Some have argued that lawmakers should postpone taxing crypto because the bill still has many loopholes to work on, but on top of that, the presidential election is fast approaching and lawmakers from all parties have intent on winning over young voters, who have shown high rejection of the crypto tax and even formally asked to delay it.
With rising unemployment rates and a slowing economy, South Korean interest in crypto has only increased. It had even been alleged that a The South Korean decline in Bitcoin investments could have an impact on its price.
South Korean lawmakers can’t decide on crypto
Lawmakers are on the wrong track when crypto-taxation takes effect. There had been a previous proposal to postpone until 2023 which was dropped last September because Deputy Prime Minister and Minister of Finance Hong Nam-ki said the tax was to come into effect next year:
Any further delay in the already postponed execution will lead to a loss of public confidence in government policy and undermine the stability of the legal system,
At the time, there was a huge backlash from crypto investors through protests and online petitions calling on regulators to drop the bill. One of them collected around 201,079 signatures in 25 days.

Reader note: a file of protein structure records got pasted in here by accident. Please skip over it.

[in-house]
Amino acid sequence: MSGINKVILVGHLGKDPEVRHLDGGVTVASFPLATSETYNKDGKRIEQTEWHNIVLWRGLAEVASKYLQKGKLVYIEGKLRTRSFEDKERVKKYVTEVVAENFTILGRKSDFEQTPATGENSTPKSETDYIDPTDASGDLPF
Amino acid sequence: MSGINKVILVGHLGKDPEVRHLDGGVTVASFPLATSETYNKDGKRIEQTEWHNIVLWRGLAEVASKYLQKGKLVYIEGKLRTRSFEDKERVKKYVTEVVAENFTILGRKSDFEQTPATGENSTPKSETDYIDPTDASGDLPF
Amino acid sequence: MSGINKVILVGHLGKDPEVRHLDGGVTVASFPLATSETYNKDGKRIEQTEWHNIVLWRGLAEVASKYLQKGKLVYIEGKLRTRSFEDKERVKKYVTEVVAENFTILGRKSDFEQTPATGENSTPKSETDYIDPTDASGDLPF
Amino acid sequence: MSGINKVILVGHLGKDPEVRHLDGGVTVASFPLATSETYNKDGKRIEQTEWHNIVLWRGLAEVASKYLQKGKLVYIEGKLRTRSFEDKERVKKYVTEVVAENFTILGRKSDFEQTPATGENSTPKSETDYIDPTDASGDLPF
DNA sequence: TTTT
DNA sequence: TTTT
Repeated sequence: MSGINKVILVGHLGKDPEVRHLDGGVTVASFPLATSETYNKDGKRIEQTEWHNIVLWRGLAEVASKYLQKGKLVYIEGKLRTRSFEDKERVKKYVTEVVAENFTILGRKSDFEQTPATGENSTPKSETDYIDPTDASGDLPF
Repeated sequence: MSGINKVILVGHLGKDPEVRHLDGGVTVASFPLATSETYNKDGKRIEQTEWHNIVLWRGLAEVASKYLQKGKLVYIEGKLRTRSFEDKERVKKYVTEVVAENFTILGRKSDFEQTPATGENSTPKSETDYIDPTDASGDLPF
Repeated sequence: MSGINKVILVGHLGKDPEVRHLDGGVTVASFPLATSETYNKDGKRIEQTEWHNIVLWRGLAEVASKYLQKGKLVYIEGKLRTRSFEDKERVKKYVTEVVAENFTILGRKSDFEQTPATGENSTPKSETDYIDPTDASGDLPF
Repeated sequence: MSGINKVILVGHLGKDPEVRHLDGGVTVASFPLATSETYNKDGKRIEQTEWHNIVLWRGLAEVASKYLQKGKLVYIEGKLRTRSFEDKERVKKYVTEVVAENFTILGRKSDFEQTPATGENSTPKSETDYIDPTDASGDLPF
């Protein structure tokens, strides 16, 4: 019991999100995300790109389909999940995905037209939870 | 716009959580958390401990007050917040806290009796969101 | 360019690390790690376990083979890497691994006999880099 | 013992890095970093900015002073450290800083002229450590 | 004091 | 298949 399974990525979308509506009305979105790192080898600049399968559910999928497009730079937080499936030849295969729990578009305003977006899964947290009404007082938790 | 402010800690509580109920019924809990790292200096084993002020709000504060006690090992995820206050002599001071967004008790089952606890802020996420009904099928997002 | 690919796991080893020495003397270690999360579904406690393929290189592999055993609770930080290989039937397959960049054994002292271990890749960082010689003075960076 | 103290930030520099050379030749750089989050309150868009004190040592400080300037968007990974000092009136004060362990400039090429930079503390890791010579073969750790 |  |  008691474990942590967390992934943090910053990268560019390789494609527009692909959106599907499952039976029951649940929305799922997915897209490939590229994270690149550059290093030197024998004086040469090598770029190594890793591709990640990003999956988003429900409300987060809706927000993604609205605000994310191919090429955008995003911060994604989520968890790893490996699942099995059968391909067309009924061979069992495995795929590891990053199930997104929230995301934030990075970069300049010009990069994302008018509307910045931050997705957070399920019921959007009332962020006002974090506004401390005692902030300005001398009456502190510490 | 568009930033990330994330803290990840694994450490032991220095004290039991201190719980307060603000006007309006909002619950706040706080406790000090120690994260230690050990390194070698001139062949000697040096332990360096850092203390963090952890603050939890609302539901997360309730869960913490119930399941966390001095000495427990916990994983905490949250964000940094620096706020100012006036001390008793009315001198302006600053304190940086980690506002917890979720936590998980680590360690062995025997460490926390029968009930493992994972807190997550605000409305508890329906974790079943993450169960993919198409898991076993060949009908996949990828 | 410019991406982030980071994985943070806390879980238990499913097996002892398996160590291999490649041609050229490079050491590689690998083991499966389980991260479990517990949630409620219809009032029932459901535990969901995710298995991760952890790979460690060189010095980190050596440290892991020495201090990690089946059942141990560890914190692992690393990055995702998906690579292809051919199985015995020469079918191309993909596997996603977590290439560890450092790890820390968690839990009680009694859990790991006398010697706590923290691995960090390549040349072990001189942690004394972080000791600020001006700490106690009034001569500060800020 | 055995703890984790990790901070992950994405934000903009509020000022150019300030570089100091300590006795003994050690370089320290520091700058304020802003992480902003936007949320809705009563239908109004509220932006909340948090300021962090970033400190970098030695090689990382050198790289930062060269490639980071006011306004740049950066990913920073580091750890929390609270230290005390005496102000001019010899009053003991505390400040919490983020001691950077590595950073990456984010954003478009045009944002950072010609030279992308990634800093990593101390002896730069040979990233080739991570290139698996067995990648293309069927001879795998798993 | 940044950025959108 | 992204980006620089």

Protesters claimed the taxation was premature because crypto investors had no protective measures, and the proposal means they would be taxed at higher rates than equity investors. As the tax is scheduled to be imposed on income from virtual assets over 2.5 million won ($ 2,125), the taxation of capital gains on shares begins at 50 million won ($ 42,016 ). Some experts have called for gains from virtual assets to be reclassified as financial income.
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Even before the bill was announced, in 2018, the South Korean government declared the crypto movement in the country to be ‘irrational’ and started threatening to ban all cryptocurrencies and shut down exchanges. .
In March 2020, South Korea adopted an amendment that entered into force in March 2021, the Law on the Reporting and Use of Specific Financial Transaction Information. It focuses on crypto exchanges, custodian wallet providers, ICO projects, global service providers involved in the sale or purchase of crypto, crypto to crypto exchanges, crypto transfer, storage or management of virtual assets.
All of these service providers must register with Korea’s financial regulators before getting involved in any business and rethinking their KYC and anti-money laundering systems.
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